One such change is the phase modulation, which describes how a wave changes as it propagates and interacts in the THz field. Controlling the phase and amplitude of THz waves is a technological challenge, the researchers said, but their platform demonstrates unprecedented levels of phase modulation. The researchers moved the system through exceptional points, as well as along loops around exceptional points in different directions, and measured how it responded through the changes. Depending on the system’s topology at the point of measurement, phase modulation could range from zero to four magnitudes larger.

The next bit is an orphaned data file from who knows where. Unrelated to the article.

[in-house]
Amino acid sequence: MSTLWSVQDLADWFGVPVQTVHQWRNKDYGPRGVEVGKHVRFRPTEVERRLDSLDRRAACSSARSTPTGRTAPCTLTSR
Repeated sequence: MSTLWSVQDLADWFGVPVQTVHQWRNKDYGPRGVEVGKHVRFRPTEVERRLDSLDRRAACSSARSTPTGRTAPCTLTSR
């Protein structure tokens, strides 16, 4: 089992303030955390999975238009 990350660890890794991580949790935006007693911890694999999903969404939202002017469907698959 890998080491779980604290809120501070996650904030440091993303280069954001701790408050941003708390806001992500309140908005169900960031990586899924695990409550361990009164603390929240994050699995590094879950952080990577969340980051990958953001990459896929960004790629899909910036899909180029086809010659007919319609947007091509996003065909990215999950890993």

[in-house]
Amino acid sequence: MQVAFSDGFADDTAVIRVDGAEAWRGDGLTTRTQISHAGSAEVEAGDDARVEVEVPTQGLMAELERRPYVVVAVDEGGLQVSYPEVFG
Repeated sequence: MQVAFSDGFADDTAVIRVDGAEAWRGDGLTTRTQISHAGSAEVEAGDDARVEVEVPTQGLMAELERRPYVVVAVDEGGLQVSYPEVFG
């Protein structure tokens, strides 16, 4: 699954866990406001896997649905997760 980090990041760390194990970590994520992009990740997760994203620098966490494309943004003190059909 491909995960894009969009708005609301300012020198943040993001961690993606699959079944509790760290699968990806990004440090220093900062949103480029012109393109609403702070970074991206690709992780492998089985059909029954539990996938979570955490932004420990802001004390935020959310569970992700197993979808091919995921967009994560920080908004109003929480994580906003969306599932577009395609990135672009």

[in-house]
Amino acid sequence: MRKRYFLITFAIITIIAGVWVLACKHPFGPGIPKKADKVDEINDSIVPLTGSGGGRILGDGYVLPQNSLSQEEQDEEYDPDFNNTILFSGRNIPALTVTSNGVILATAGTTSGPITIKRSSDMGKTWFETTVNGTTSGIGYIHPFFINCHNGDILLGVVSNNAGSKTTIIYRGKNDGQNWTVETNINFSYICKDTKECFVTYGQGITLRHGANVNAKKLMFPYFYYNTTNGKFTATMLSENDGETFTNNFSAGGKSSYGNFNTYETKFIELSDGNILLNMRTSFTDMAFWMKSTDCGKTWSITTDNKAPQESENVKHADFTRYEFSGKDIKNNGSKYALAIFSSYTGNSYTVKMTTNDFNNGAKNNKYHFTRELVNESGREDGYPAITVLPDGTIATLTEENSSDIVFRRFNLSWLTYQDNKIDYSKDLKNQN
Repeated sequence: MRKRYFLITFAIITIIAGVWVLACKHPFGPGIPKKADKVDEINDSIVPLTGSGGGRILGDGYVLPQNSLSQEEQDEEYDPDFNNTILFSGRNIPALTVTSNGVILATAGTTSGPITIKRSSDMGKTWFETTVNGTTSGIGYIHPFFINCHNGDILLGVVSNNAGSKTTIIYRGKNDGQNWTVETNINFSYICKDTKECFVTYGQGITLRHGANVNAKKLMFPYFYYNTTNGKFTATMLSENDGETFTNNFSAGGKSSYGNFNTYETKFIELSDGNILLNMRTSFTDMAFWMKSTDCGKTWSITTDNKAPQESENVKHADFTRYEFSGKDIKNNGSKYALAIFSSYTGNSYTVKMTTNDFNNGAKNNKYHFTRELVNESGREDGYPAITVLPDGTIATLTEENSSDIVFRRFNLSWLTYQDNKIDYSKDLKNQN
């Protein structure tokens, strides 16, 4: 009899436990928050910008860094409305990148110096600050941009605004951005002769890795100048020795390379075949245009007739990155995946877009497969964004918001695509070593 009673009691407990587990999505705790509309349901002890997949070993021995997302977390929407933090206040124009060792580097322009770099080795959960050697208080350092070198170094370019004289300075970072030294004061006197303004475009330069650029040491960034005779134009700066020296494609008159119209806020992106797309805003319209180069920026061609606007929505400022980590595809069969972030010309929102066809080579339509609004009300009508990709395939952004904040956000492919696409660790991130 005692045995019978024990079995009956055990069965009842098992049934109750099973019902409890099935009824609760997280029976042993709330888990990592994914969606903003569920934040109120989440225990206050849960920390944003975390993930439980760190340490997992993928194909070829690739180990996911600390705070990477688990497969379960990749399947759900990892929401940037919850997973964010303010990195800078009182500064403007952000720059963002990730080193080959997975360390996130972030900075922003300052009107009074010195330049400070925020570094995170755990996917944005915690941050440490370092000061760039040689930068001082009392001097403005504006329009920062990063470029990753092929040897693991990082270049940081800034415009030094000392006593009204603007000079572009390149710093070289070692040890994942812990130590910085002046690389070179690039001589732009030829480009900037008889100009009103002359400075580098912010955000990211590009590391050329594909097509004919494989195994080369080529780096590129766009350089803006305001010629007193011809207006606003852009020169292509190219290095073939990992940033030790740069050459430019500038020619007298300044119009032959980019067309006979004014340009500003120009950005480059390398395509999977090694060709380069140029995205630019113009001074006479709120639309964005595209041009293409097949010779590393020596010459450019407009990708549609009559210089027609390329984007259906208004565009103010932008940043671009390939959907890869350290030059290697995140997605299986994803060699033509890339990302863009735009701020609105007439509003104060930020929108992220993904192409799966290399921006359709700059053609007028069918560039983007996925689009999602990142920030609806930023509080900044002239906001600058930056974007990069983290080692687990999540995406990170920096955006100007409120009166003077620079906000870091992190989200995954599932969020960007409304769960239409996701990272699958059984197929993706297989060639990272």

“We can electrically steer the device through an exceptional point, which enables electrical control on reflection topology,” said first author M. Said Ergoktas. “Only by controlling the topology of the system electronically could we achieve these huge modulations.” 

According to the researchers, the topological control of light-matter interactions around an exceptional point enabled by the graphene-based platform has potential applications ranging from topological optoelectronic and quantum devices to topological control of physical and chemical processes.

Contributors include Kaiyuan Wang, Gokhan Bakan, Thomas B. Smith, Alessandro Principi and Kostya S. Novoselov, University of Manchester; Sina Soleymani, graduate student in the Penn State Department of Engineering Science and Mechanics; Sinan Balci, Izmir Institute of Technology, Turkey; Nurbek Kakenov, who conducted work for this paper while at Bilkent University, Turkey.